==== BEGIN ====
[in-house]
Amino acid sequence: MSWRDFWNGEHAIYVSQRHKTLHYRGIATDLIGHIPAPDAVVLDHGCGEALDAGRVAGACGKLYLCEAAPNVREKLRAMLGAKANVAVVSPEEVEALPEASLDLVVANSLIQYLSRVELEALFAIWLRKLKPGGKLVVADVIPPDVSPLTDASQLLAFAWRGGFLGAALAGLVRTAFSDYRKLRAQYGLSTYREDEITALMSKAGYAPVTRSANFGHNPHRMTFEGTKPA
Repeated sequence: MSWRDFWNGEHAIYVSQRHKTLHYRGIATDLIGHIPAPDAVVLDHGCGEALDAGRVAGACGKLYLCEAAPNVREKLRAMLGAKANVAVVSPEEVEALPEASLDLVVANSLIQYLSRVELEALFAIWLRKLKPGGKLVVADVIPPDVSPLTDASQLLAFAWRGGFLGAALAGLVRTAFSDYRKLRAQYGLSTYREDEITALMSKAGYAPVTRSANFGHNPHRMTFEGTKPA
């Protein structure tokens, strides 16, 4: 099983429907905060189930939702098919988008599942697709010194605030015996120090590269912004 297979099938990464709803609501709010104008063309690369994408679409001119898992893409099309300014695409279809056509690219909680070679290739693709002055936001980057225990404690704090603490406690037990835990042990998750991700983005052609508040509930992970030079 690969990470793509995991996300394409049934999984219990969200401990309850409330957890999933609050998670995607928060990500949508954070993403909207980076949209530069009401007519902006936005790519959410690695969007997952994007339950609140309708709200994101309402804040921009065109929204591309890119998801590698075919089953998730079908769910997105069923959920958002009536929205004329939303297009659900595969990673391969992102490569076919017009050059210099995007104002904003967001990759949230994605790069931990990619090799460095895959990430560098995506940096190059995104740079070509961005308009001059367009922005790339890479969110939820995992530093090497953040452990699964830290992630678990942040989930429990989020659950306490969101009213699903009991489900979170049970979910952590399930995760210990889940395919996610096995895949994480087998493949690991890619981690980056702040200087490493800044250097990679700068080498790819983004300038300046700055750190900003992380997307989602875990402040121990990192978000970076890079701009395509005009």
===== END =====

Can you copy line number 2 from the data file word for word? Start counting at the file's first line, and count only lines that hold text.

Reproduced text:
Amino acid sequence: MSWRDFWNGEHAIYVSQRHKTLHYRGIATDLIGHIPAPDAVVLDHGCGEALDAGRVAGACGKLYLCEAAPNVREKLRAMLGAKANVAVVSPEEVEALPEASLDLVVANSLIQYLSRVELEALFAIWLRKLKPGGKLVVADVIPPDVSPLTDASQLLAFAWRGGFLGAALAGLVRTAFSDYRKLRAQYGLSTYREDEITALMSKAGYAPVTRSANFGHNPHRMTFEGTKPA